Dorothy M. Smith: Pioneer, Visionary and Leader
Dorothy M. Smith was born in 1913 in Bangor, Maine and went on to receive her bachelor’s and master’s degrees from Teachers College in Columbia University and Harvard University.
In 1956, under a ramshackle Quonset Hut on the University of Florida campus, Smith and her colleagues developed a dream which became the philosophy of the UF College of Nursing—one of the first two colleges at UF’s brand new J. Hillis Miller Health Science Center. As founding Dean, Smith dreamt of a new form of nursing education—a school where knowledge-based clinical excellence was the norm for administrators, faculty members, staff nurses and students alike. Smith was one of the early nursing leaders to fully integrate nursing education, practice and research, which laid the groundwork for advanced nursing practice and the shift in nursing research to clinical effectiveness and outcomes.
She developed the UF baccalaureate program in nursing and brought national recognition to the program through the introduction of many important and bold nursing innovations, often contrary to established practice and therefore, highly controversial.
She believed that those who teach nursing should be directly involved in it, and while Dean of the College, she also served as chief of nursing practice at Shands Hospital.
“I have always thought that the heart of nursing is the primary relationship with the patient,” Smith said. “I find that the challenge of giving care to patients is intellectually stimulating as well as emotionally satisfying.”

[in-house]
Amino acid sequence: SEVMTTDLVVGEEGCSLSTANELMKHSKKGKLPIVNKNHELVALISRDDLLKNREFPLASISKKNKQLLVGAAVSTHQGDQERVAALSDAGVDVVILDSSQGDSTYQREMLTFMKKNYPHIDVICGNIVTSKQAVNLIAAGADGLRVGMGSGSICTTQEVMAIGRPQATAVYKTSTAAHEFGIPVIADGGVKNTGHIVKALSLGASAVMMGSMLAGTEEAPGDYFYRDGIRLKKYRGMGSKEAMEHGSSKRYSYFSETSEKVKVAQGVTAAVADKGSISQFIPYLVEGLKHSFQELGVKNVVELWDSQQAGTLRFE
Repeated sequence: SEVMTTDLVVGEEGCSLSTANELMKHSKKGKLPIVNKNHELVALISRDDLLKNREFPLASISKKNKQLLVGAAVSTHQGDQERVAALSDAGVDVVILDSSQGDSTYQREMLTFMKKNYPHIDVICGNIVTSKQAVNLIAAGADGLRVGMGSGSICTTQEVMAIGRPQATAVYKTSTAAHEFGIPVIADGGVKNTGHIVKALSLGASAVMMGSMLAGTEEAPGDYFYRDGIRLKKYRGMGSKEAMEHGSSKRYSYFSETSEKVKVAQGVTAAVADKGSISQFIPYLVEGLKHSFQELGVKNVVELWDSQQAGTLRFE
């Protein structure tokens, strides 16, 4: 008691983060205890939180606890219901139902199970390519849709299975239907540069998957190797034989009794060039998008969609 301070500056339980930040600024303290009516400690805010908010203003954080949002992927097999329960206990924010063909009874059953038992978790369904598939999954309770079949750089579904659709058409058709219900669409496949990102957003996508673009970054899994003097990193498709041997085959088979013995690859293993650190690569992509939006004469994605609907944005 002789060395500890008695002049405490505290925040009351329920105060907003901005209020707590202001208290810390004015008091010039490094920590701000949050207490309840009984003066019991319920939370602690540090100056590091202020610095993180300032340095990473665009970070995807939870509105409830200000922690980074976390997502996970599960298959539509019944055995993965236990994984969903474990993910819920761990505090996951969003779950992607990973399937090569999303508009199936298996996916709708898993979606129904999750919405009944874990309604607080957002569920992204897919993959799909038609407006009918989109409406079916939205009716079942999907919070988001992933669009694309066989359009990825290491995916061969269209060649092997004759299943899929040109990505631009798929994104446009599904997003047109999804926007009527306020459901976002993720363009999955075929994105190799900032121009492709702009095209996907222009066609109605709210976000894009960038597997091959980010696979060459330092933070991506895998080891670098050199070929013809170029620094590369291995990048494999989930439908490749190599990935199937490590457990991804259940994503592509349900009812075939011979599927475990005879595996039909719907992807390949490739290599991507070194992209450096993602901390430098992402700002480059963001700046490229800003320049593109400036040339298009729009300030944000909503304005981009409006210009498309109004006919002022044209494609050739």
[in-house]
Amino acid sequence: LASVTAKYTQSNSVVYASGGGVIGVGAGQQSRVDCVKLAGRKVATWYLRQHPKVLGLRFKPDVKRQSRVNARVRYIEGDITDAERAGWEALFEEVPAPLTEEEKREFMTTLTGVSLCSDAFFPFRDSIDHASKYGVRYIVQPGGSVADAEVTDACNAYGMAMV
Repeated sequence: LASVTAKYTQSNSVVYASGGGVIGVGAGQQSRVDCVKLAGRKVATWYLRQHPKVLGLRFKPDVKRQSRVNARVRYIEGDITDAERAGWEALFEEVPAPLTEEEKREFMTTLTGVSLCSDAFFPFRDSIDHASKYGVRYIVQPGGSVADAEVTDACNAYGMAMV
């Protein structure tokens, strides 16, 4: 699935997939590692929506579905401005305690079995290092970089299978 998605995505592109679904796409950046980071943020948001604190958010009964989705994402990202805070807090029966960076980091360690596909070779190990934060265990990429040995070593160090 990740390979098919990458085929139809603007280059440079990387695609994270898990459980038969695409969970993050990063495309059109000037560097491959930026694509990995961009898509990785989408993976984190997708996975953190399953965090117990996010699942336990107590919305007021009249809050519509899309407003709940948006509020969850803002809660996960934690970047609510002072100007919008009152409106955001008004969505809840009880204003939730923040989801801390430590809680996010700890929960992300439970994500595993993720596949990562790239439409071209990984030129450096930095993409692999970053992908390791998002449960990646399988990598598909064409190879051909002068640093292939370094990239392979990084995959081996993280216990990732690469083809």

A significant nurse leader of her time, Dorothy Smith was influential in changing the way nursing was taught and practiced. Her work moved nursing into the mainstream of higher education, unified nursing education and practice, and led to the development of evidence-based nursing practice.
Smith was a leader in launching a huge effort focused on nursing assessment and worked to develop a new technology known as the clinical assessment database. Her hope was to build a body of knowledge for nursing care that was distinct from the medical database, and would instead focus on patient care and provide a basis for clinical research.
“To me the distinguishing characteristic of professional nursing is clinical thinking,” Smith said. “Every patient, whether well, getting sick, being sick or getting well has the right to a nurse who by virtue of this clinical thinking, manages the nursing care and is accountable for that care.”
A pioneer and visionary in the nursing field, Smith influenced nursing education’s renewed commitment to and influence in clinical nursing—a commitment that laid the foundation for many of the most important nursing advances over the past few decades.
“In my career, I would say that I am most proud of those patients I’ve cared for, the students who I have helped and the technology that I have helped to create to improve nursing care,” Smith said. “I always felt it was better to tell people what was possible rather than say something wasn’t possible.”